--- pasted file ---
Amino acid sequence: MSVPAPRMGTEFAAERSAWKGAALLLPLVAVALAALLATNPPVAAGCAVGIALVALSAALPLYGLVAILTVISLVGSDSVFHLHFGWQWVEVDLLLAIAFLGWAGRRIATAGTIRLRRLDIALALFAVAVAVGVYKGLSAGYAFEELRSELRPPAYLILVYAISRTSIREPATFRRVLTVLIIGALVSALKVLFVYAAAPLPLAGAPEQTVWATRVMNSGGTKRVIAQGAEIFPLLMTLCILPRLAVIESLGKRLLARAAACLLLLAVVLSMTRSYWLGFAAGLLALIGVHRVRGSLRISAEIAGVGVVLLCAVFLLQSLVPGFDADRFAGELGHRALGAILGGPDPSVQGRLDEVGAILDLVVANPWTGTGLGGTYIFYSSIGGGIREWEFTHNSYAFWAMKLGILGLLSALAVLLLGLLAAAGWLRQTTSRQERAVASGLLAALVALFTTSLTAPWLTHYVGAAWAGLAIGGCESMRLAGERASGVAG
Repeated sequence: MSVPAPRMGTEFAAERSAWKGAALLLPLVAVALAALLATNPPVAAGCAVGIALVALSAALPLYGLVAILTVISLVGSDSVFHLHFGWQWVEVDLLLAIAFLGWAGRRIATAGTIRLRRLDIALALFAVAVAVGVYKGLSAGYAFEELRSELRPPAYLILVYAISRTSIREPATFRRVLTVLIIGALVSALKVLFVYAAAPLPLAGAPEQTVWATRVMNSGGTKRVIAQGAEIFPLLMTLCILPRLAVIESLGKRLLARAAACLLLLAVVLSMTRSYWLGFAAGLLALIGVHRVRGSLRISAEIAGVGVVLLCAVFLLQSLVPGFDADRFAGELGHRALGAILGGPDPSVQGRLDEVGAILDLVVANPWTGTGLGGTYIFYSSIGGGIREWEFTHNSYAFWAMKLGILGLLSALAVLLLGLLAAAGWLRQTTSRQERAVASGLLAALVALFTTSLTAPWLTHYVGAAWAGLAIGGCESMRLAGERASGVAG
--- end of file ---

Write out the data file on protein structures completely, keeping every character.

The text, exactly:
Amino acid sequence: MSVPAPRMGTEFAAERSAWKGAALLLPLVAVALAALLATNPPVAAGCAVGIALVALSAALPLYGLVAILTVISLVGSDSVFHLHFGWQWVEVDLLLAIAFLGWAGRRIATAGTIRLRRLDIALALFAVAVAVGVYKGLSAGYAFEELRSELRPPAYLILVYAISRTSIREPATFRRVLTVLIIGALVSALKVLFVYAAAPLPLAGAPEQTVWATRVMNSGGTKRVIAQGAEIFPLLMTLCILPRLAVIESLGKRLLARAAACLLLLAVVLSMTRSYWLGFAAGLLALIGVHRVRGSLRISAEIAGVGVVLLCAVFLLQSLVPGFDADRFAGELGHRALGAILGGPDPSVQGRLDEVGAILDLVVANPWTGTGLGGTYIFYSSIGGGIREWEFTHNSYAFWAMKLGILGLLSALAVLLLGLLAAAGWLRQTTSRQERAVASGLLAALVALFTTSLTAPWLTHYVGAAWAGLAIGGCESMRLAGERASGVAG
Repeated sequence: MSVPAPRMGTEFAAERSAWKGAALLLPLVAVALAALLATNPPVAAGCAVGIALVALSAALPLYGLVAILTVISLVGSDSVFHLHFGWQWVEVDLLLAIAFLGWAGRRIATAGTIRLRRLDIALALFAVAVAVGVYKGLSAGYAFEELRSELRPPAYLILVYAISRTSIREPATFRRVLTVLIIGALVSALKVLFVYAAAPLPLAGAPEQTVWATRVMNSGGTKRVIAQGAEIFPLLMTLCILPRLAVIESLGKRLLARAAACLLLLAVVLSMTRSYWLGFAAGLLALIGVHRVRGSLRISAEIAGVGVVLLCAVFLLQSLVPGFDADRFAGELGHRALGAILGGPDPSVQGRLDEVGAILDLVVANPWTGTGLGGTYIFYSSIGGGIREWEFTHNSYAFWAMKLGILGLLSALAVLLLGLLAAAGWLRQTTSRQERAVASGLLAALVALFTTSLTAPWLTHYVGAAWAGLAIGGCESMRLAGERASGVAG